In 5e, things that refer to magic only interact with entities that have/are magic as part of their crunch, not fluff. To determine if something is actually magic, rather than described as magic but totally not actually magic, use the rule on page 17 of the 2017 Sage Advice Compendium page 17 of the 2017 Sage Advice Compendium:
our[O]ur game makes a distinction between two types of magic:
• the background magic that is part of the D&D multiverse’s physics and the physiology of many D&D creatures
• the concentrated magical energy that is contained in a magic item or channeled to create a spell or other focused magical effect
- the background magic that is part of the D&D multiverse’s physics and the physiology of many D&D creatures
- the concentrated magical energy that is contained in a magic item or channeled to create a spell or other focused magical effect
In D&D, the first type of magic is [fluff] ... The second type type of magic is what the rules are concerned about. When a a rule refers to something being magical, it’s referring to that that second type. Determining whether a game feature is magical magical is straightforward. Ask yourself these questions about about the feature:
• Is it a magic item?
• Is it a spell? Or does it let you create the effects of a spell that’s mentioned in its description?
• Is it a spell attack?
• Is it fueled by the use of spell slots?
• Does its description say it’s magical?
- Is it a magic item?
- Is it a spell? Or does it let you create the effects of a spell that’s mentioned in its description?
- Is it a spell attack?
- Is it fueled by the use of spell slots?
- Does its description say it’s magical?
If your answer to any of those questions is yes, the feature is is magical.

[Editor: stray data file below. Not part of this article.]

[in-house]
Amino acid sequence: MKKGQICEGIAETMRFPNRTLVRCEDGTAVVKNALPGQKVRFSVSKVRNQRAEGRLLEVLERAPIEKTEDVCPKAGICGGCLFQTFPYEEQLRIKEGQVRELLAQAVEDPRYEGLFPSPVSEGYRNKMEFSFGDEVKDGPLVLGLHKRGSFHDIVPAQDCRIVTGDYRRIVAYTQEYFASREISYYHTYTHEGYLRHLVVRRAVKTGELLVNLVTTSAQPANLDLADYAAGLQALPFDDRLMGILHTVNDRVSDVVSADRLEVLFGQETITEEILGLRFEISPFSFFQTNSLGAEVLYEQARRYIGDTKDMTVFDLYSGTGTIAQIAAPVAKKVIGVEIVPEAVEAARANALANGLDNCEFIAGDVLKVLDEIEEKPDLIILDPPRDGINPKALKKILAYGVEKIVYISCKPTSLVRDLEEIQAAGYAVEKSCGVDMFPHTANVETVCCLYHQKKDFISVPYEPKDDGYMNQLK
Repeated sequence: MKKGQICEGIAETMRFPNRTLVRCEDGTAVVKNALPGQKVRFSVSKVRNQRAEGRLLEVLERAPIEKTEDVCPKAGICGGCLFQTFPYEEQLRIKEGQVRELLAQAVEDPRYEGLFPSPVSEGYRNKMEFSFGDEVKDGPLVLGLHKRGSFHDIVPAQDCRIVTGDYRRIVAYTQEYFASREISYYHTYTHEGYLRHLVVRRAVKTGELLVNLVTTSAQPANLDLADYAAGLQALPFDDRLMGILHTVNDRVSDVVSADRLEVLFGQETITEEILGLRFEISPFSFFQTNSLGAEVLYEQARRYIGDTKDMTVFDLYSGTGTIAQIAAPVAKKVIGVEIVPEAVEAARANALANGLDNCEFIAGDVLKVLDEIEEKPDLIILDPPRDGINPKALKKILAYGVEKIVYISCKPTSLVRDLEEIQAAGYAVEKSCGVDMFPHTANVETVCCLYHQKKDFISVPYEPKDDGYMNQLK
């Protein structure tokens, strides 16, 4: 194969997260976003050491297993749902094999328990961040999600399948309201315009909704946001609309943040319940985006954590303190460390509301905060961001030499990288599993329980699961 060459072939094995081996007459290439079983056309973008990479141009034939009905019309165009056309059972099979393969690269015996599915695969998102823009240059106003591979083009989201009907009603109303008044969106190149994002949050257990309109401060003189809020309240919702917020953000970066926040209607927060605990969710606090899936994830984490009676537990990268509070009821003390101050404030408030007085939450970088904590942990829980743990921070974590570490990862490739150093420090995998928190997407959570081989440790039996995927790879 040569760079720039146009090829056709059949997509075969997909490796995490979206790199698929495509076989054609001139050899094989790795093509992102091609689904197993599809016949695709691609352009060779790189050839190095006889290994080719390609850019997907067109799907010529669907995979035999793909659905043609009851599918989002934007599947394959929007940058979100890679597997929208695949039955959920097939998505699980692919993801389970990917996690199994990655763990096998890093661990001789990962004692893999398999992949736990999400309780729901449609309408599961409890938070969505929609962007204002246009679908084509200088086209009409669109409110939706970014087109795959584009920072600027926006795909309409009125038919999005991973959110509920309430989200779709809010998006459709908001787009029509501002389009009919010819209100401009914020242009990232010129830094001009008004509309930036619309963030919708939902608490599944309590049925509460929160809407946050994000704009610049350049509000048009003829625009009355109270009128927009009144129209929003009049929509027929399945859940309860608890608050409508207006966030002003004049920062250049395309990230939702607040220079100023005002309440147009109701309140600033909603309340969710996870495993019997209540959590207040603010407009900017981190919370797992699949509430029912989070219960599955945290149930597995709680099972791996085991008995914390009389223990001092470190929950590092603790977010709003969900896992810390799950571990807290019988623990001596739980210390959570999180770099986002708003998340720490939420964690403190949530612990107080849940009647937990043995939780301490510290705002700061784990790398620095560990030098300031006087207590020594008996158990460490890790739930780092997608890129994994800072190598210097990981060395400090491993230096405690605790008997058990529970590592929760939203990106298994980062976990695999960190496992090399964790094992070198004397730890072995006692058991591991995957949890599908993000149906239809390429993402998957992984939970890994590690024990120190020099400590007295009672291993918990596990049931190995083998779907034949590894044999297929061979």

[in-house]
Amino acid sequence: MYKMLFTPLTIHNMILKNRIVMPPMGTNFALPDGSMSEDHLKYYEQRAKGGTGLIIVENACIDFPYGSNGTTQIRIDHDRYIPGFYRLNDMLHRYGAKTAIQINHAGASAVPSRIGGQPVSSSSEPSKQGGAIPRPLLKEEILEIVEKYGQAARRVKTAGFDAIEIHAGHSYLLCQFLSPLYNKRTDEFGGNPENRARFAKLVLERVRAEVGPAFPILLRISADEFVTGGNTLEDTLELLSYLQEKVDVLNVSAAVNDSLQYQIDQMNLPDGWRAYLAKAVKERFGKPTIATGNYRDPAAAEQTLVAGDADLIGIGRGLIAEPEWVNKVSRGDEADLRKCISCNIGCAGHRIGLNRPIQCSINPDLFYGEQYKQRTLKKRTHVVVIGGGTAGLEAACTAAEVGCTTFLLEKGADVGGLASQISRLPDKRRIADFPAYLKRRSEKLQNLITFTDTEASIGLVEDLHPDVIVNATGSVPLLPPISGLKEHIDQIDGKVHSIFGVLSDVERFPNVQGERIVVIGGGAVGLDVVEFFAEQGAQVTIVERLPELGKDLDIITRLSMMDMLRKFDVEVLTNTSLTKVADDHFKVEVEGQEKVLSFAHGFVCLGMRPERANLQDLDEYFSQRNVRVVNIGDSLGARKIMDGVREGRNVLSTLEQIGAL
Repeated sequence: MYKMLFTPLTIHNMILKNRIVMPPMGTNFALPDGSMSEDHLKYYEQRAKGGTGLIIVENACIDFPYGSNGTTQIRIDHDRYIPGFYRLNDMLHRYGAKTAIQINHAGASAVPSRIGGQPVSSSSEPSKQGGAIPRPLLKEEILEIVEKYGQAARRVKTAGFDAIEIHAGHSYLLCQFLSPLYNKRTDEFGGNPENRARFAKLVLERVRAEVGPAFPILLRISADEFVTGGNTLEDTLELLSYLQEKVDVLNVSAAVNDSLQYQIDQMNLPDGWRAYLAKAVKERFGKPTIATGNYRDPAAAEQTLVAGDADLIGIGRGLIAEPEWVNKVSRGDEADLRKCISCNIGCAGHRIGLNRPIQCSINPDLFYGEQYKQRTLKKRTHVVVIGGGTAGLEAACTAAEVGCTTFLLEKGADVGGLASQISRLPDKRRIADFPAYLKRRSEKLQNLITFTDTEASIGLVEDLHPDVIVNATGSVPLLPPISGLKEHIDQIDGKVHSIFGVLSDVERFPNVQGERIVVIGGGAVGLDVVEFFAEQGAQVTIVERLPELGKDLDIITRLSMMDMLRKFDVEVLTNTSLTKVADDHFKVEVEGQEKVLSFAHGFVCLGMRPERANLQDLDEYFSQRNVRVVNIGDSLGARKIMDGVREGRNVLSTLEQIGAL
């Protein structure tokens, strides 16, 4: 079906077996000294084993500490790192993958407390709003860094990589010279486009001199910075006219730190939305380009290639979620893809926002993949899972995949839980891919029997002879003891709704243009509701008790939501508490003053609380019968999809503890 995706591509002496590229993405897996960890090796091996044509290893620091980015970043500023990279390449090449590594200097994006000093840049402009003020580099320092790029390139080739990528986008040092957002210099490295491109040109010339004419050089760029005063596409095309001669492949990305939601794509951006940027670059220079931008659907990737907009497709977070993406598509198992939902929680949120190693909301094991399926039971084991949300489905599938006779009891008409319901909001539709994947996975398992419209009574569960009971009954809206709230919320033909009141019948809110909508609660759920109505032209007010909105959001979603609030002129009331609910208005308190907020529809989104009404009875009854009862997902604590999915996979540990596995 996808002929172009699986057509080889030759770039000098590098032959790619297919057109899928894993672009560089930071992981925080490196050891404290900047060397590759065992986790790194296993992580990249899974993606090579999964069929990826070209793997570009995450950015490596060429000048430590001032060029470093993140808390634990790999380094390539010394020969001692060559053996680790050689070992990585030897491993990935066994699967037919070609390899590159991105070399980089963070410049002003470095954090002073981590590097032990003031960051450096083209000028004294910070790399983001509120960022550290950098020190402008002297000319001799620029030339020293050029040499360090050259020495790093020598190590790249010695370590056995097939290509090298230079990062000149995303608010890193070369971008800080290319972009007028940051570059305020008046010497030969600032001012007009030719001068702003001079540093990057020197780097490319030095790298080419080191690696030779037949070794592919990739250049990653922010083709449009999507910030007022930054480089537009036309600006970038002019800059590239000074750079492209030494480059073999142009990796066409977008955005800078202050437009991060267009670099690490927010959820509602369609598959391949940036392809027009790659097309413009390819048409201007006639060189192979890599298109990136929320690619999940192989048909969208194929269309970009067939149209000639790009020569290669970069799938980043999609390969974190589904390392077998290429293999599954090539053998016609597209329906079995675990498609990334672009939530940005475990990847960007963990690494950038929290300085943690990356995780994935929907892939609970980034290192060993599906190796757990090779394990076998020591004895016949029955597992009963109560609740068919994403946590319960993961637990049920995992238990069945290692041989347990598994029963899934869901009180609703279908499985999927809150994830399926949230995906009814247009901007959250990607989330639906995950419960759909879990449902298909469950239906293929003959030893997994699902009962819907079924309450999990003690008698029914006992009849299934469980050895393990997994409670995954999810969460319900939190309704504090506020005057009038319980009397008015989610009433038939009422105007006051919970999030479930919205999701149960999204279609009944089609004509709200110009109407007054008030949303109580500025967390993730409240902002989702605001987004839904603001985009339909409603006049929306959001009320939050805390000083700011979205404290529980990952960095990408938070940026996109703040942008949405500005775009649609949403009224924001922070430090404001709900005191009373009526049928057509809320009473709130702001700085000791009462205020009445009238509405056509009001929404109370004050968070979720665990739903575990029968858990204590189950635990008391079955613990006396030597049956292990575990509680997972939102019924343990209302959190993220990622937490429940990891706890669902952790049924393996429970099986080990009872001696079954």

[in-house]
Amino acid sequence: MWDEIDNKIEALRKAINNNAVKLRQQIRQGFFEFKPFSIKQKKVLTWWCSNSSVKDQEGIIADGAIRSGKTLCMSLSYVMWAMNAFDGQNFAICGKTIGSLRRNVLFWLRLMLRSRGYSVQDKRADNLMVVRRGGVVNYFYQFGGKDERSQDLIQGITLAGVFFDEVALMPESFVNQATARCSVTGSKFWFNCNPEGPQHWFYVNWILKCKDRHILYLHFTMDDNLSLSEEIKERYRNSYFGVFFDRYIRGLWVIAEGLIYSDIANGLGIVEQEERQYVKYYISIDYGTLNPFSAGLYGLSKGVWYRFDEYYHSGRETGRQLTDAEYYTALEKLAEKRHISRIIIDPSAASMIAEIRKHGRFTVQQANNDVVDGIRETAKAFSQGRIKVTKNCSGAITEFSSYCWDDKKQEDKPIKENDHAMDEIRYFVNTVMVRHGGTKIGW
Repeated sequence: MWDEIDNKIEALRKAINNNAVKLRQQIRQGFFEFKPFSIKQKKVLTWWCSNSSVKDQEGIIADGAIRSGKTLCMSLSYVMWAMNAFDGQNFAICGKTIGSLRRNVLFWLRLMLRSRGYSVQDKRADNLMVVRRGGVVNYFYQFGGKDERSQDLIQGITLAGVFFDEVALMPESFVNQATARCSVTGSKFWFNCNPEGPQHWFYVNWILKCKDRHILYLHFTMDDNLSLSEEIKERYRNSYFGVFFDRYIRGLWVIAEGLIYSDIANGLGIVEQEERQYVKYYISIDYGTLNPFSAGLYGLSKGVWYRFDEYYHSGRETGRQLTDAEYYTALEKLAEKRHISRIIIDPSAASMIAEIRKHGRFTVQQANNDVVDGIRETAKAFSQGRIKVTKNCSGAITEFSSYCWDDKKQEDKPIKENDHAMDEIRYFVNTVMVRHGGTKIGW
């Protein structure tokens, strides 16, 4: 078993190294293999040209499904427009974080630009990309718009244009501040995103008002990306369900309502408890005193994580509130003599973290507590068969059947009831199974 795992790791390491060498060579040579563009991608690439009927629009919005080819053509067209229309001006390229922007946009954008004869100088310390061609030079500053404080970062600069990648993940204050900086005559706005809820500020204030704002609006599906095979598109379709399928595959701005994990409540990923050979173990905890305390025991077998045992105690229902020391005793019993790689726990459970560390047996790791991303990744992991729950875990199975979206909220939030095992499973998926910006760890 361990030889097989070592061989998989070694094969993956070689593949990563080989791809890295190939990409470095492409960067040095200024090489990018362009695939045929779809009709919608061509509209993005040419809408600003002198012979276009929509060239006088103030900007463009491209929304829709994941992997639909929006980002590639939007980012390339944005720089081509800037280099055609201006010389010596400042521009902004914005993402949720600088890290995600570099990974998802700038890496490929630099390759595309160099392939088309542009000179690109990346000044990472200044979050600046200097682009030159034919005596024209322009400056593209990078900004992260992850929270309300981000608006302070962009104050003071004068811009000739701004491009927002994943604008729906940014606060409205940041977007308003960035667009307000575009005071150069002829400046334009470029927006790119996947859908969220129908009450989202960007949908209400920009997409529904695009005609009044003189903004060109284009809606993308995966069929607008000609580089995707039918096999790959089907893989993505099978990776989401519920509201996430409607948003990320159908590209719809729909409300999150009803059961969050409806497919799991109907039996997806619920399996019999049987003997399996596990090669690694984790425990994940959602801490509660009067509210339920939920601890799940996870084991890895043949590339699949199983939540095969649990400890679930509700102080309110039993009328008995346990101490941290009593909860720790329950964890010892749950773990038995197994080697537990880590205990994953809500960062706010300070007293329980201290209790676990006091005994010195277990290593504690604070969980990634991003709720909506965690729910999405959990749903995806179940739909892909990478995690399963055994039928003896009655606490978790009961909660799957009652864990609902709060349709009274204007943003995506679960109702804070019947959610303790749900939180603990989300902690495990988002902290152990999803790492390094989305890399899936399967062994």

Let’s look at a white dragon’s Cold Breath and ask ourselves those questions. First, Cold Breath isn’t a magic item item. Second, its description mentions no spell. Third, it’s not not a spell attack. Fourth, the word “magical” appears nowhere in its description. Our conclusion: Cold Breath is not considered considered a magical game effecteffect[.]
(Note that 'described as magic' here means something other than what it normally means, since Whitewhite dragons, as the entry notes before this passage, are described as magical. It seems like the author means 'in its description' to mean 'in the part of its description where the rules go, you know, its actual description', - but that is contrary to how the authors have claimed you should read spells etc(etc.) to prevent certain kinds of textual ambiguities and errors from being problems, so make of it what you will.)
This is a helpful starting place, but not sufficient; we still don't know how instantaneous spells with long durations or secondary effects of spells work. For the former, it helps that the rules say about instantaneous spells:
Many Spellsspells are Instantaneousinstantaneous. The spell harms, heals, creates, or alters a creature or an object in a way that can’t be dispelled, because its magic exists only for an instant.